England take on France in Paris on Sunday in a match that used to define the tournament.
The Mole thinks this has been a pretty good Six Nations. Wales v Scotland, so often the highlight through the years, served up some cracking rugby. In fact, all of Wales’ games have been entertaining, including the two away wins, and they now have back to back weekends in Cardiff to go for their Grand Slam. Ireland showed guts and passion to tough out a result in Paris. Scotland’s performances have been encouraging and injecting Visser’s try scoring and Weir’s kicking into the team would give them far more point scoring ability. Italy are lagging behind.
With the talent spread more evenly than in years gone by, France v England is not the only result that ‘matters’ in the Championship but it is still the biggest TV event and contains the only two Northern Hemisphere teams to contest a World Cup final.
English confidence is growing and, like Johnson before him, Lancashire has shown consistency in selection from the off. Owen Farrell looks set for a long career at international level and the Mole thinks that he will reprise his midfield combination with George Ford – still only 18! – and provide England with the creativity required to free up the likes of Tuilagi, Strettle, Ashton and Foden. At the moment England’s pack looks a bit fresh faced and underpowered and it is this area that will probably cost them against France. Having said that, I expect this game to be pretty close. England are solid, if not spectacular, and do not fear France. Increased familiarity will only do them good.
On the subject of familiarity, PSA’s France shows two changes at half back, one of them a definite surprise. Julien Dupuy has been called up in place of Morgan Parra while Dmitri Yachvilli has been ignored. Lionel Beauxis takes over from Francois Trinh-Duc at no 10.
Fly-half first. Trinh-Duc was dropped during the World Cup during the pool stages in favour of Morgan Parra, a converted scrum half. He came on in the final and played superbly but he has been inconsistent. The Mole was amazed that his Montpellier pack didn’t once give him the ball 5 yards from the line when they were trying to batter Leinster into submission in this season’s RDS fixture. He’s the outhalf for France, surely he should be presented with the opportunity to pull the strings! On top of that, Trinh-Duc doesn’t take the place kicks. That would lead you to think that he would be like Gregor Townsend at outhalf: flat to the gain line, sleight of hand, and quick of foot. He’s not though and has paid the price for some pretty toothless displays. His replacement, Lionel Beauxis, is still only 26 and started the 2007 QF against NZ. Beauxis is renowned as a place kicker and drop goal merchant. It’s difficult to discern if Beauxis has been promoted or Trinh-Duc dropped.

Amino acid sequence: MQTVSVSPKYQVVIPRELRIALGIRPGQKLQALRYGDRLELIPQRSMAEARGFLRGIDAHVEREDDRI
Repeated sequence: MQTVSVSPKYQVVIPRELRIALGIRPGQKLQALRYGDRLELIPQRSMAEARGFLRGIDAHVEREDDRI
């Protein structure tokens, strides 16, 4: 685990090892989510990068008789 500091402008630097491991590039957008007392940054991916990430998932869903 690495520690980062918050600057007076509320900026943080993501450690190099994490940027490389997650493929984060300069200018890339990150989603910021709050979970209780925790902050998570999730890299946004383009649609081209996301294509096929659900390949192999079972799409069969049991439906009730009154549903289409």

Dupuy’s selection is a surprise. Parra and Yachvilli both seem superior players with a similar style. While the Mole was a massive Pierre Mignoni fan, he doesn’t associate Julien Dupuy with the same particularly up-tempo game and can’t understand this decision. If Dupuy raises the tempo of the French game then PSA’s gambit has worked but he looks to me like Parra-lite.
France have failed to fire so far, despite earning five points from six. PSA has again selected Bonnaire alongside Harinordoquy and Dusautoir. This provides a superb set piece and a lot of football but France are missing – you’ve guessed it –a genuine openside. Now, a genuine French openside is a different beast from the Anglo-Saxon version. Think of Olivier Magne and Laurent Cabannes and you’ve got the right idea. PSA has elected for set piece solidity rather than going with the more mobile Nyanga or Ouedrago. Neither Clerc or Malzieu has had a chance to shine yet and PSA’s selection looks more conservative than attacking.
France are seven point favourites which looks too much. England look ready to continue their slow ascent under Stuart Lancaster.
I was just reminiscing about “Le Crunch” the other day with an old mate – for way more than a decade it seemed like those two teams were playing a different level of rugby than everyone else in the tournament.
France are only a mystery in the same way that Ireland are a mystery – sometimes they play really well, other times they’re pretty ordinary. That makes them MORE like any other decent-to-good international team than LESS like them. People romanticize them quite a bit. As Mark Tainton said during the week, if they’d scored the try that Tommy Bowe scored [the second one] “the flags would have been out”.